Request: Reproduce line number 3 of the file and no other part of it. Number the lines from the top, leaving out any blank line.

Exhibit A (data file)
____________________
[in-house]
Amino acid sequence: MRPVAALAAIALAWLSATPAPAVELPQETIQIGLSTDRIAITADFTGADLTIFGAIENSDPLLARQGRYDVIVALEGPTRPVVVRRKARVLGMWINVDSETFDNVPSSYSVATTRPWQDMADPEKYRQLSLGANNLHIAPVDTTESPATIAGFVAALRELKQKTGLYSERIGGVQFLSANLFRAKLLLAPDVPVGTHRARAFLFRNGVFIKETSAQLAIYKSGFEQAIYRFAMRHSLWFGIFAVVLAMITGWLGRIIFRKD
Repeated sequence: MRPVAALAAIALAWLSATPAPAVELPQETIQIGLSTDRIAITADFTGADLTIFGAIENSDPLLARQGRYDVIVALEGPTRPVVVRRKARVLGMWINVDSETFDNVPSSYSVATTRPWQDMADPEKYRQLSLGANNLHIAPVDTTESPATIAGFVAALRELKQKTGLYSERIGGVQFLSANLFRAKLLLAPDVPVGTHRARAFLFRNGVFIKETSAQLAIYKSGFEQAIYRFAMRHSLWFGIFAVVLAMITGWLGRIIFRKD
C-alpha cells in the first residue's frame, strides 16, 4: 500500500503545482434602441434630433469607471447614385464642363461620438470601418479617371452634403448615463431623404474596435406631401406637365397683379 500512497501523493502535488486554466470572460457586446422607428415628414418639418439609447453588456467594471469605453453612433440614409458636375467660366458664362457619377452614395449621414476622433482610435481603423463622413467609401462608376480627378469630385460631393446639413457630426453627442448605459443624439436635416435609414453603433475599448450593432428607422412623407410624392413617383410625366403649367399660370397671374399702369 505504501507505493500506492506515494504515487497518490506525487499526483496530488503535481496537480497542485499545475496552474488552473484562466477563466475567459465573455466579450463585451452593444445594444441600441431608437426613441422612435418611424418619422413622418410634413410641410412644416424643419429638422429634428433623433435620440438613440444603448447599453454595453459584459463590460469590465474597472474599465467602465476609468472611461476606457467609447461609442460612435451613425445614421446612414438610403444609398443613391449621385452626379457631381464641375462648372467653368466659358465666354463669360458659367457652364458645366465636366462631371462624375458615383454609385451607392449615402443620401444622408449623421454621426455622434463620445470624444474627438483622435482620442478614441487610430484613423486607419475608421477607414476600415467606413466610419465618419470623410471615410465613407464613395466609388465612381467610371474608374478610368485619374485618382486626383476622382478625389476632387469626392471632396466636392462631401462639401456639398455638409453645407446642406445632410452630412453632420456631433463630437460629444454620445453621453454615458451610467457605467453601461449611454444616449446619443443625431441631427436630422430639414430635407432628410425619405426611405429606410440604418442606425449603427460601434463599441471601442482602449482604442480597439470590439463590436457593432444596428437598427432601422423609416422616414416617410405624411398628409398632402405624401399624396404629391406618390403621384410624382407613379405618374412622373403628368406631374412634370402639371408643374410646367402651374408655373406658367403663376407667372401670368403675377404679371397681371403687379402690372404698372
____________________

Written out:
Repeated sequence: MRPVAALAAIALAWLSATPAPAVELPQETIQIGLSTDRIAITADFTGADLTIFGAIENSDPLLARQGRYDVIVALEGPTRPVVVRRKARVLGMWINVDSETFDNVPSSYSVATTRPWQDMADPEKYRQLSLGANNLHIAPVDTTESPATIAGFVAALRELKQKTGLYSERIGGVQFLSANLFRAKLLLAPDVPVGTHRARAFLFRNGVFIKETSAQLAIYKSGFEQAIYRFAMRHSLWFGIFAVVLAMITGWLGRIIFRKD